2018 Toyota Tundra Platinum 4×4 1794 Edition Review - Bloodbath in Ranch Country
2018 Toyota Tundra Platinum 4x4 1794 Edition
Taking stock of my leather- and suede-trimmed surroundings, the first thought to cross my mind after settling into the top-spec 2018 Toyota Tundra tester was, “I can think of an easy way to save $500.”
That’s the extra coin you’ll pony up for the 1794 Edition package Toyota Canada tacked on to this range-topping, root beer-colored pickup. (“Smoked Mesquite” for all you color swatch fans.) To my left and right, and even straight ahead, pale, butterscotch-colored leather sprung up on the dash and doors, complemented — if you can use that word — by faux woodgrain so shiny, you’d swear a shoulder check might reveal the presence of an opera window.
It’s 180 degrees from subtle, and perhaps the same distance from tasteful. Below my feet, embossed 1794 Edition floor mats called attention to the founding of JLC Ranch, home to Toyota Motor Manufacturing Texas. Round brass studs glistened on either side of my shoes, bearing an uncanny resemblance to the base of a centerfire rifle cartridge.
My second thought, once America’s oldest full-size pickup got underway, was: “Haven’t these buyers ever visited a Ford dealer?”
Apparently not. In the U.S. pickup segment, no one stands by their brand quite like Toyota owners. A 2016 Edmunds customer loyalty study found a combined 70 percent of new Toyota Tundra and Tacoma buyers are repeat customers. One badge is enough in their lives, it seems.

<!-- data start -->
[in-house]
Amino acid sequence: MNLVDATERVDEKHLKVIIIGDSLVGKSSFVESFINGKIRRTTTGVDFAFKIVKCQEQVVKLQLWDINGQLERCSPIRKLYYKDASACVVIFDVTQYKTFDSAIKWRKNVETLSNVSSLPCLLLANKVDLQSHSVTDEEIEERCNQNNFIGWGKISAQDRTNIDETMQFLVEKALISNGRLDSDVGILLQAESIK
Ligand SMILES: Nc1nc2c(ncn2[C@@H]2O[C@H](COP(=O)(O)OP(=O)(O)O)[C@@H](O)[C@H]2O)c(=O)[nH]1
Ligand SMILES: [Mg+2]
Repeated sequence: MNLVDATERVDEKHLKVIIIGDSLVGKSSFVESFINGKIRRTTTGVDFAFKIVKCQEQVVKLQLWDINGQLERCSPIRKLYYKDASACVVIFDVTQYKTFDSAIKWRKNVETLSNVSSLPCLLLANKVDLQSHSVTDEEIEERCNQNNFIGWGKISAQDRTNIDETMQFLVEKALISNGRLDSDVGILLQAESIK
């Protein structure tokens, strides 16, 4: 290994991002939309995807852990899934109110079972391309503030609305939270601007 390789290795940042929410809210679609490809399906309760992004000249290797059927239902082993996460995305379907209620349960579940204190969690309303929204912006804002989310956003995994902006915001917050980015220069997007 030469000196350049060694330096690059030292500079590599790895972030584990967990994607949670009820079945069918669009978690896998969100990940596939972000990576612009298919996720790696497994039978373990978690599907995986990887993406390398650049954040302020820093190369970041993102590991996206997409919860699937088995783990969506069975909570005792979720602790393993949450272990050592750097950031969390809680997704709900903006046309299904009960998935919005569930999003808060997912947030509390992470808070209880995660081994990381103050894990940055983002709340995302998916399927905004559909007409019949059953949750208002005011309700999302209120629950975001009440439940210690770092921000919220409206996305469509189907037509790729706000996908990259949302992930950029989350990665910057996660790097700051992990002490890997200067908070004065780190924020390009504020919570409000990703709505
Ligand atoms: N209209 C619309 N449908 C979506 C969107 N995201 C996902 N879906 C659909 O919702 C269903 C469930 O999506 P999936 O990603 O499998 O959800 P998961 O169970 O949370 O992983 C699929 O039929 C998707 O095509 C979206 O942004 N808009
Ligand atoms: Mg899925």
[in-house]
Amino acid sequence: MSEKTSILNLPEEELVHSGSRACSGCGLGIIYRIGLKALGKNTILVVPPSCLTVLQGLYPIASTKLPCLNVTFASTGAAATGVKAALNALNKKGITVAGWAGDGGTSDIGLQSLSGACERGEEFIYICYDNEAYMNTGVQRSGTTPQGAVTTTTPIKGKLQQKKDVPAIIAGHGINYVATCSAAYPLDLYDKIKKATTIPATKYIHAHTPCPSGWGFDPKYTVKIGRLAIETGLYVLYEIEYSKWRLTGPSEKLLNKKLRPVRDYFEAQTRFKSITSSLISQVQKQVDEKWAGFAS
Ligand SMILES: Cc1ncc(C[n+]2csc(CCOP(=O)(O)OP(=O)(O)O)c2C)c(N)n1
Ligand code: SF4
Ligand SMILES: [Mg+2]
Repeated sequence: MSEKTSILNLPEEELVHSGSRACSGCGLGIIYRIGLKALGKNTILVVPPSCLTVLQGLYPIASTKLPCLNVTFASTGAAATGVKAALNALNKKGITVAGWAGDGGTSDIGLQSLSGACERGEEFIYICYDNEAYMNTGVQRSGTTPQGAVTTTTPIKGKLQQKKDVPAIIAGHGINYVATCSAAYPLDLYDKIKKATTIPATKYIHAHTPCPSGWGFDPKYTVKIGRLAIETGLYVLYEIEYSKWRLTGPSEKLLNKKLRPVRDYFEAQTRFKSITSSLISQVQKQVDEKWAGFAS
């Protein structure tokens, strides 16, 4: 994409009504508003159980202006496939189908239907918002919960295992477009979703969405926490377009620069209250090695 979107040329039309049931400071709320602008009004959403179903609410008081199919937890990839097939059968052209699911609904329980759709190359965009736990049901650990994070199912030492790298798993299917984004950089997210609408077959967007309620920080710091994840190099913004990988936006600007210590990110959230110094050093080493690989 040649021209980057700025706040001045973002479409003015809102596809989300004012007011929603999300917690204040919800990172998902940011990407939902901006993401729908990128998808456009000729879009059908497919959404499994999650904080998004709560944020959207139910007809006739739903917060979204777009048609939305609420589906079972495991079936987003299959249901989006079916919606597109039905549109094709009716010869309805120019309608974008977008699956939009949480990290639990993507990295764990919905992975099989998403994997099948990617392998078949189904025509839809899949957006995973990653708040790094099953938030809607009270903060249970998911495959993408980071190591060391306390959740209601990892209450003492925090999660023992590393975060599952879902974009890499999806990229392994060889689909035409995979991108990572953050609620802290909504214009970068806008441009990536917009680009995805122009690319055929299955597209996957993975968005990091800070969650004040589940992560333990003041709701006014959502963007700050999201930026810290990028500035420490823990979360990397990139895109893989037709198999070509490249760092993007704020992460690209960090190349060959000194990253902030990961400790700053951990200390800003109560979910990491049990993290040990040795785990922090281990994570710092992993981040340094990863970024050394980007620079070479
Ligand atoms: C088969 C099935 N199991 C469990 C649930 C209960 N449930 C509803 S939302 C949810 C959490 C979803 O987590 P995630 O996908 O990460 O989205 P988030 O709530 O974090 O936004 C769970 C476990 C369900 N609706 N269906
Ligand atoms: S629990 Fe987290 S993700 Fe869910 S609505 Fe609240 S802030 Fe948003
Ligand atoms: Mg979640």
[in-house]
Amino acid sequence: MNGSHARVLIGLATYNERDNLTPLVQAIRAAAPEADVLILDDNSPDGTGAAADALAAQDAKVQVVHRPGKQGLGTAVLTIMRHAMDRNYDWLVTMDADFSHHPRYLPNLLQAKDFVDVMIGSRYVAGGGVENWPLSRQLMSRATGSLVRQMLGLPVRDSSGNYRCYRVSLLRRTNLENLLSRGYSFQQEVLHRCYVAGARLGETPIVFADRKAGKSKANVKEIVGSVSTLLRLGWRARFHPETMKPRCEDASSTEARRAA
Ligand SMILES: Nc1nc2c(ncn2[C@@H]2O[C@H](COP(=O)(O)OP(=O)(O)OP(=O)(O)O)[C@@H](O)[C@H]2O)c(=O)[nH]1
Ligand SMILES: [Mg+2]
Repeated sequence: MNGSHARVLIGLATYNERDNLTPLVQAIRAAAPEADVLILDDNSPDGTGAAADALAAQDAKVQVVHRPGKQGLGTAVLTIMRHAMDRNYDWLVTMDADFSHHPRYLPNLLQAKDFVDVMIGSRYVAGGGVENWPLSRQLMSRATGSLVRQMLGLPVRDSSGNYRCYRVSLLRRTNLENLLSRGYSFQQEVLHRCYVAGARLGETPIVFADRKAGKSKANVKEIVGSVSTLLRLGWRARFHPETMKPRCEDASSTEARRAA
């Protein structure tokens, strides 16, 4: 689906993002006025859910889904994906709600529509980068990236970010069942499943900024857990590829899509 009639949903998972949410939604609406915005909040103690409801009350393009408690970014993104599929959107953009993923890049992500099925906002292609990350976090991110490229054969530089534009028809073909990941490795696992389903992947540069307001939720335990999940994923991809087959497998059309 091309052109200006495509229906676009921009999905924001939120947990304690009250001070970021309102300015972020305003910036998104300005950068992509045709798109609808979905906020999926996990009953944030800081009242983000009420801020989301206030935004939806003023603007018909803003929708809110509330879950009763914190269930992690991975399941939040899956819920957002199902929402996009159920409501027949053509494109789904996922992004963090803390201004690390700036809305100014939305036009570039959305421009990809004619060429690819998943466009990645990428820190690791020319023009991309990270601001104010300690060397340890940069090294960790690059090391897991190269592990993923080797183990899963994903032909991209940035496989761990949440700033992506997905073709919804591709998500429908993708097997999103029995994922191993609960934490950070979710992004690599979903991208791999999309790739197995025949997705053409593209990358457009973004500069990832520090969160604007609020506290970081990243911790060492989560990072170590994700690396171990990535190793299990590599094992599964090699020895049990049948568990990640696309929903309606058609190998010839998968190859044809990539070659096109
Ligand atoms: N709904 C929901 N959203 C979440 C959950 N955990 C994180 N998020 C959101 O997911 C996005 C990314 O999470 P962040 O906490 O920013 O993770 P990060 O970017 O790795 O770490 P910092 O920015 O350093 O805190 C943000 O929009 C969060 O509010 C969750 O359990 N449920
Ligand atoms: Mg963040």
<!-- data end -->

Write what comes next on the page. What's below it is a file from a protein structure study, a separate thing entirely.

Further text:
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Which would explain how the current-generation Tundra, introduced in George W. Bush’s final term and refreshed in 2014, not only keeps its sales base, but has even seen its annual volume grow. I guess the more Tacomas the automaker churns out, the greater likelihood of a midsize owner feeling a hankering for a full-size model. And that would-be Tundra buyer, more likely than not, will hoof it right past the Ford, Chevrolet, GMC, Ram, and Nissan lot to get his or her mitts on one.
Whatever makes you happy. Still, were a Tundra buyer to stop by a Ford dealer, they’d come face to face-to-face with this particular truck’s main rival: the F-150 King Ranch. Like the King Ranch, Ram 1500 Laramie Longhorn, and Chevrolet Silverado High Country, the Tundra 1794 Edition — a standalone trim in the U.S. and a Platinum-trim option package in Canada — is a pickup sold with J.R. Ewing in mind.
All the luxury, all the panache, but in this case, not all the refinement, nor all the content.
Unfortunately for Toyota, all the visual glitz in the world can’t cover up the model’s advanced age. Beneath the relatively unadorned body (going the 1794 route adds badging and a silver front bumper section instead of stock matte black) lies a truck that traces its roots to 2007. Its 5.7-liter V8, free of the turbocharging and direct injection that’s steadily creeping into once-utilitarian vehicles, idles noisily. A steady thrum permeates the suede-swaddled cabin under tepid acceleration.
In day-to-day use, unburdened by a payload, the truck rolls like the Costa Concordia in mid-turn. Existing damping can’t stop it from tap-dancing over ruts (20-inch wheels lend no assistance), with frost-heaved country roads adding quite a bit of bounce to the pickup’s step. Sure, it’s a truck, but its rivals hide the fact better.
Not helping the situation is numb, vague steering that’s an extra half-turn lock to lock compared to a King Ranch. The tradeoff is a turning circle that’s 7.1 feet shorter than the Ford. Still, sharper steering and a heavier on-center feel would rein in the truck’s tendency to wander and do wonders for roadability.